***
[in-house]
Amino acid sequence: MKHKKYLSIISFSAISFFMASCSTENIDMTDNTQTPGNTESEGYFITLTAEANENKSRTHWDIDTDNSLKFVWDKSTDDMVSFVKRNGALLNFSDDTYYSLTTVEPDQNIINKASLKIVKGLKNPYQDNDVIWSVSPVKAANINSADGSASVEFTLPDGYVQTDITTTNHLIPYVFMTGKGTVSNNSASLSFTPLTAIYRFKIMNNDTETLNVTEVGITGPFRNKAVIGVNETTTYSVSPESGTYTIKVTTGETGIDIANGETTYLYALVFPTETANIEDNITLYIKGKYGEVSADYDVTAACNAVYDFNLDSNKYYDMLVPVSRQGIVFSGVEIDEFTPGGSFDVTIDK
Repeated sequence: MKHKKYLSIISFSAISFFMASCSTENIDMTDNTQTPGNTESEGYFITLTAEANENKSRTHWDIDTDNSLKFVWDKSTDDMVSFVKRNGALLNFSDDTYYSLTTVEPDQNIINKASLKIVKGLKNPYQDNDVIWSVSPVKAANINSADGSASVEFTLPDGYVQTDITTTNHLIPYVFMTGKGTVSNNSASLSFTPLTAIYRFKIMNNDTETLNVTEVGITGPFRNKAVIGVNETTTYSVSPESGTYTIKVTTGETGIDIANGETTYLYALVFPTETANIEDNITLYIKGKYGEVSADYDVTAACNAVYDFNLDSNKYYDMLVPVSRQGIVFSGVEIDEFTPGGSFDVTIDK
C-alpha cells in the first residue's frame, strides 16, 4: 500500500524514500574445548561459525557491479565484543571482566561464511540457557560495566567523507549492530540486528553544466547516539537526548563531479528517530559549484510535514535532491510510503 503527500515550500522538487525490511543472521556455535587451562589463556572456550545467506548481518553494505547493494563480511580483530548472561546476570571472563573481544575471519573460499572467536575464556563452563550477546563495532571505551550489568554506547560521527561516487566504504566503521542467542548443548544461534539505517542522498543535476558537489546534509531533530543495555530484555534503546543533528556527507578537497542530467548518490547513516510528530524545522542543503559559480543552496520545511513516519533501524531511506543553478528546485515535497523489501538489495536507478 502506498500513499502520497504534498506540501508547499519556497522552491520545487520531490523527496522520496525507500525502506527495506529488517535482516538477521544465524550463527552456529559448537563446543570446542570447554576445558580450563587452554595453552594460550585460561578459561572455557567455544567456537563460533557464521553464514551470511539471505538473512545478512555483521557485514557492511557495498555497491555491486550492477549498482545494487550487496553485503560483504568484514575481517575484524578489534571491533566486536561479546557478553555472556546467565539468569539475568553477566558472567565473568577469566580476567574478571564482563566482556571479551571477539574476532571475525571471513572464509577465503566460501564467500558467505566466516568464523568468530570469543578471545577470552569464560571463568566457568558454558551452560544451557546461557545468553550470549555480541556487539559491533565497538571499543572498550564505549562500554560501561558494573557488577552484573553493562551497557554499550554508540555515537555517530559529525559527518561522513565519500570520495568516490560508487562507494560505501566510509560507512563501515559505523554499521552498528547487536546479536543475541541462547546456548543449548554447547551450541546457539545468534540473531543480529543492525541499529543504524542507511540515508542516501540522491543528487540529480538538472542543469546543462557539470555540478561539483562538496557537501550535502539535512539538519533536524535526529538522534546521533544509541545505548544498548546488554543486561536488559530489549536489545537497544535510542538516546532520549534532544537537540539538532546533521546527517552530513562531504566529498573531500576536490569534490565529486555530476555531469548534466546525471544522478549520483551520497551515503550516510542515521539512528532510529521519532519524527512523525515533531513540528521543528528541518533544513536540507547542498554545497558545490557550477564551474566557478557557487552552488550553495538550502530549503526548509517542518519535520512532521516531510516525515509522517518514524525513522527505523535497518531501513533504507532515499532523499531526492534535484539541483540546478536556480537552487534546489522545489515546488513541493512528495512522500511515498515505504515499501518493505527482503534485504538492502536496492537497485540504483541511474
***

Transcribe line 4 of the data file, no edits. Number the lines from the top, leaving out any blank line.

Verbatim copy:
C-alpha cells in the first residue's frame, strides 16, 4: 500500500524514500574445548561459525557491479565484543571482566561464511540457557560495566567523507549492530540486528553544466547516539537526548563531479528517530559549484510535514535532491510510503 503527500515550500522538487525490511543472521556455535587451562589463556572456550545467506548481518553494505547493494563480511580483530548472561546476570571472563573481544575471519573460499572467536575464556563452563550477546563495532571505551550489568554506547560521527561516487566504504566503521542467542548443548544461534539505517542522498543535476558537489546534509531533530543495555530484555534503546543533528556527507578537497542530467548518490547513516510528530524545522542543503559559480543552496520545511513516519533501524531511506543553478528546485515535497523489501538489495536507478 502506498500513499502520497504534498506540501508547499519556497522552491520545487520531490523527496522520496525507500525502506527495506529488517535482516538477521544465524550463527552456529559448537563446543570446542570447554576445558580450563587452554595453552594460550585460561578459561572455557567455544567456537563460533557464521553464514551470511539471505538473512545478512555483521557485514557492511557495498555497491555491486550492477549498482545494487550487496553485503560483504568484514575481517575484524578489534571491533566486536561479546557478553555472556546467565539468569539475568553477566558472567565473568577469566580476567574478571564482563566482556571479551571477539574476532571475525571471513572464509577465503566460501564467500558467505566466516568464523568468530570469543578471545577470552569464560571463568566457568558454558551452560544451557546461557545468553550470549555480541556487539559491533565497538571499543572498550564505549562500554560501561558494573557488577552484573553493562551497557554499550554508540555515537555517530559529525559527518561522513565519500570520495568516490560508487562507494560505501566510509560507512563501515559505523554499521552498528547487536546479536543475541541462547546456548543449548554447547551450541546457539545468534540473531543480529543492525541499529543504524542507511540515508542516501540522491543528487540529480538538472542543469546543462557539470555540478561539483562538496557537501550535502539535512539538519533536524535526529538522534546521533544509541545505548544498548546488554543486561536488559530489549536489545537497544535510542538516546532520549534532544537537540539538532546533521546527517552530513562531504566529498573531500576536490569534490565529486555530476555531469548534466546525471544522478549520483551520497551515503550516510542515521539512528532510529521519532519524527512523525515533531513540528521543528528541518533544513536540507547542498554545497558545490557550477564551474566557478557557487552552488550553495538550502530549503526548509517542518519535520512532521516531510516525515509522517518514524525513522527505523535497518531501513533504507532515499532523499531526492534535484539541483540546478536556480537552487534546489522545489515546488513541493512528495512522500511515498515505504515499501518493505527482503534485504538492502536496492537497485540504483541511474